“When I was five, I wanted to play the violin. My mother didn’t know what to do with me: she had to take care of me alone. My father had been arrested by the KGB and was now a political prisoner far away in Russia, somewhere near the Volga River.
She sent a letter to my father in prison, saying I had gone mad and wanted to play the violin. Several weeks later we received an envelope from my father that contained money for a violin. He was a hairdresser and had made extra money cutting officers.
I started taking lessons from that moment. I attended two schools: elementary school and music school. Know that musical schools in the Soviet Union were very good. It was the only advantage of the Soviet system. Teachers are extremely strict, but all the best musicians are from Eastern Europe. In the Netherlands, kids are allowed to play soccer, practice judo, and play an instrument. Lithuania was more serious in that respect: playing the violin meant playing the violin.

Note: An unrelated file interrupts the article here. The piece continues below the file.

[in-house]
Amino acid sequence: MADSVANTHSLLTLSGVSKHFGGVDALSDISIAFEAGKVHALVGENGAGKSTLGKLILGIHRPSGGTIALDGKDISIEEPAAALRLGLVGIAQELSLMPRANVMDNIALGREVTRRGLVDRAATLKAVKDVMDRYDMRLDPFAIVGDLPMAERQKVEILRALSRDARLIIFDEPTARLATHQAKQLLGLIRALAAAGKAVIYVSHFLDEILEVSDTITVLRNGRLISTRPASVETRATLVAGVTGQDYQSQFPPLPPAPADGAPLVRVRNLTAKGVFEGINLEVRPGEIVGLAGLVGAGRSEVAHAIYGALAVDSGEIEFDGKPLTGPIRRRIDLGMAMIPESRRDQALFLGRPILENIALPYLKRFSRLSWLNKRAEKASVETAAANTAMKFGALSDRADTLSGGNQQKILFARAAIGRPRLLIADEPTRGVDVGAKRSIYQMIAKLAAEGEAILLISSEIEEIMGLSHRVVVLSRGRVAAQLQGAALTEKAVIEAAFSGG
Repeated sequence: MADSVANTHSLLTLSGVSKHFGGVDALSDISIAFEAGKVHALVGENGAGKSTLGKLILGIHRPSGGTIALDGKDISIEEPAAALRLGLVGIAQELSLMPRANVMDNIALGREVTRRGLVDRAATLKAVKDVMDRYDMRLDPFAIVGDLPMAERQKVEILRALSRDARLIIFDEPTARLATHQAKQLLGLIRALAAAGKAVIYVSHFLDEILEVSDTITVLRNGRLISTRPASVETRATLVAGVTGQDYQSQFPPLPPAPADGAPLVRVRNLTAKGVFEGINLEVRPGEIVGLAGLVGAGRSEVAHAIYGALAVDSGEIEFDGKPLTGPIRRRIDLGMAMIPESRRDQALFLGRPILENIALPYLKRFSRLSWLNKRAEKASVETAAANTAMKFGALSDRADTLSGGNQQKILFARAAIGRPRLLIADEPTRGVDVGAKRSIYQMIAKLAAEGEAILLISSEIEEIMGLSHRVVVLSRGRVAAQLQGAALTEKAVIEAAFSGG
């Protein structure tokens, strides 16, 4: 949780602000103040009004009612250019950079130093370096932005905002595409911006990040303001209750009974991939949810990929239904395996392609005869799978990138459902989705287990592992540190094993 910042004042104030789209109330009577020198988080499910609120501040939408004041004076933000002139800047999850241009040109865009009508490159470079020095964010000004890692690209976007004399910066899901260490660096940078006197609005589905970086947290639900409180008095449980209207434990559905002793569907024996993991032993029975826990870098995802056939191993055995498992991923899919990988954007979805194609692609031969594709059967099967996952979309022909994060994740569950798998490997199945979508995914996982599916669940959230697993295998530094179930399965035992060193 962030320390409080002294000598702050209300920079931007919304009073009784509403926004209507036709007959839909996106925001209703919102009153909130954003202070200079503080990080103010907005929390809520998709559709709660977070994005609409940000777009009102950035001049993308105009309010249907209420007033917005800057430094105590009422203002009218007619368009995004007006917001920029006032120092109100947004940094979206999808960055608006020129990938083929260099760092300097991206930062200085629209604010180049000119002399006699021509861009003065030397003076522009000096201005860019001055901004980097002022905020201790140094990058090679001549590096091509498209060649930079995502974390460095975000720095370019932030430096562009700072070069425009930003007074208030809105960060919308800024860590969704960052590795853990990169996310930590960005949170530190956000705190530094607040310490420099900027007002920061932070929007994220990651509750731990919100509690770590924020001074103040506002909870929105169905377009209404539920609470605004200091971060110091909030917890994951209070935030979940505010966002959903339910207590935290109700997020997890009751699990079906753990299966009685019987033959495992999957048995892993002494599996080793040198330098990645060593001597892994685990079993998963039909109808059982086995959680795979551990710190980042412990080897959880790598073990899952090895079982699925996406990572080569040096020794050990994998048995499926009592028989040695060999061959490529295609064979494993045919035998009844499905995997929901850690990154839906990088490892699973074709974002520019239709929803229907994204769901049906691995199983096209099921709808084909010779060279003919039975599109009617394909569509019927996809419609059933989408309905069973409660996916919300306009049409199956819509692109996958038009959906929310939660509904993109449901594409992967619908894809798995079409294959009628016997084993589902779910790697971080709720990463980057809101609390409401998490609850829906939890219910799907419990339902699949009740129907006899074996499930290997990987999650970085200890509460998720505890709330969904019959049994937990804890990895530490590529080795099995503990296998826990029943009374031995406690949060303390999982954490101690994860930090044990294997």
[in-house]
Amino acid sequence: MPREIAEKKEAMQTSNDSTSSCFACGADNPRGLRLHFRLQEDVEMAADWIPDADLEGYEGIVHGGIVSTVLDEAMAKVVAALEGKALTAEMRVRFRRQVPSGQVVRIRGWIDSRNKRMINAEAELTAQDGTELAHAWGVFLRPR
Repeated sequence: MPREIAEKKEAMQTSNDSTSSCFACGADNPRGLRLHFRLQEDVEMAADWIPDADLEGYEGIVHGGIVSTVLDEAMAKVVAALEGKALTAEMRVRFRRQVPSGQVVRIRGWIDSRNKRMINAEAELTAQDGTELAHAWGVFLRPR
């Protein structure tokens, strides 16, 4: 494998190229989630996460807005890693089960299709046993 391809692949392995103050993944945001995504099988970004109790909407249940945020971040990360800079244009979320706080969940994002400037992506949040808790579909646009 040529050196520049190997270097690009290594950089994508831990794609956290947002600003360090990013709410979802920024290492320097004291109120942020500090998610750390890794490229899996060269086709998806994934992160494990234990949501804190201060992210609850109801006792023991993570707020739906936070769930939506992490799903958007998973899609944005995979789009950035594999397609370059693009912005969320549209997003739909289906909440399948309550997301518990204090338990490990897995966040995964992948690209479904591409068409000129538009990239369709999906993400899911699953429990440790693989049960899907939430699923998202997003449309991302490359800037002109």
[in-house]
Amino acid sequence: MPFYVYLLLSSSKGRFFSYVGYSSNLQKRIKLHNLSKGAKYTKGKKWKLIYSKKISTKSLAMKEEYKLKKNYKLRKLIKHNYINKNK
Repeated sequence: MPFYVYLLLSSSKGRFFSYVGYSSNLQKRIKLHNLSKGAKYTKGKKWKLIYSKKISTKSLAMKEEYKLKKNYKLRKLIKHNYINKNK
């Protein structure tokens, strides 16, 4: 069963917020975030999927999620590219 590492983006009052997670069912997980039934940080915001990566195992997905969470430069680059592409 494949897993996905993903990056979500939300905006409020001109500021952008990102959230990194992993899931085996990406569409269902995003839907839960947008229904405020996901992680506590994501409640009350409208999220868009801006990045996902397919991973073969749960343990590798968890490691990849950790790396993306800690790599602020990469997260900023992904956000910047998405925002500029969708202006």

My parents had been trying to get an exit visa since 1956. They wanted me to grow up in freedom. Only thirteen years later, in 1969, did they receive one. My mother called me. We were free to go.
I stayed awake all night. I knew what I was doing in Lithuania: I was in my fourth year at the conservatory and had been asked to join an orchestra.
Of course I packed my violin for the trip, as well as this amber piece of art from the Baltic Sea. It’s typically Lithuanian. It was a present from my music teacher of six years Matiukas.
But upon arrival at the border, they took my violin. The amber artwork I could keep.
On the first night, we arrived in Budapest – it’s where I saw toilet paper for the first time in my life. We traveled to Israel from there, and I later came to the Netherlands. The freedom, the unbelievable range of products. I thought I was in Paradise. The only that disappointed me was Coca-Cola. It tasted like soap.
I look at the piece of art every single day. It reminds me of my music lessons and how my teacher has supported me all those years.”